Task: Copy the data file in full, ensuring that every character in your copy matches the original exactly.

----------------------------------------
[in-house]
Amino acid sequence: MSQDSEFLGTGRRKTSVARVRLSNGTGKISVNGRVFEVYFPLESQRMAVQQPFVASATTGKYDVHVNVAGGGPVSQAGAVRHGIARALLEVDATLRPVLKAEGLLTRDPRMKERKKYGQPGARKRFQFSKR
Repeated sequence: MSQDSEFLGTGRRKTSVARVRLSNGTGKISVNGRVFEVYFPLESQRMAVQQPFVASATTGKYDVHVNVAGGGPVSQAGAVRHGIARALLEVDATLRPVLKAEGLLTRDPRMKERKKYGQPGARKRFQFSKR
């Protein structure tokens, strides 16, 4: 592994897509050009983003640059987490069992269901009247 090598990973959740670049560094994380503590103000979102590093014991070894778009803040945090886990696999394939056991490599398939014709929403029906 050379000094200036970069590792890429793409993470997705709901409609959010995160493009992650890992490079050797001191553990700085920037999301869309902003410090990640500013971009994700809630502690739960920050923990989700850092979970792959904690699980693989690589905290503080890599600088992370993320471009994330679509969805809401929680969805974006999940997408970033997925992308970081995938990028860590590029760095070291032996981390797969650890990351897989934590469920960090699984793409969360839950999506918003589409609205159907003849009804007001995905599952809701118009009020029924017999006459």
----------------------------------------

[in-house]
Amino acid sequence: MSQDSEFLGTGRRKTSVARVRLSNGTGKISVNGRVFEVYFPLESQRMAVQQPFVASATTGKYDVHVNVAGGGPVSQAGAVRHGIARALLEVDATLRPVLKAEGLLTRDPRMKERKKYGQPGARKRFQFSKR
Repeated sequence: MSQDSEFLGTGRRKTSVARVRLSNGTGKISVNGRVFEVYFPLESQRMAVQQPFVASATTGKYDVHVNVAGGGPVSQAGAVRHGIARALLEVDATLRPVLKAEGLLTRDPRMKERKKYGQPGARKRFQFSKR
């Protein structure tokens, strides 16, 4: 592994897509050009983003640059987490069992269901009247 090598990973959740670049560094994380503590103000979102590093014991070894778009803040945090886990696999394939056991490599398939014709929403029906 050379000094200036970069590792890429793409993470997705709901409609959010995160493009992650890992490079050797001191553990700085920037999301869309902003410090990640500013971009994700809630502690739960920050923990989700850092979970792959904690699980693989690589905290503080890599600088992370993320471009994330679509969805809401929680969805974006999940997408970033997925992308970081995938990028860590590029760095070291032996981390797969650890990351897989934590469920960090699984793409969360839950999506918003589409609205159907003849009804007001995905599952809701118009009020029924017999006459």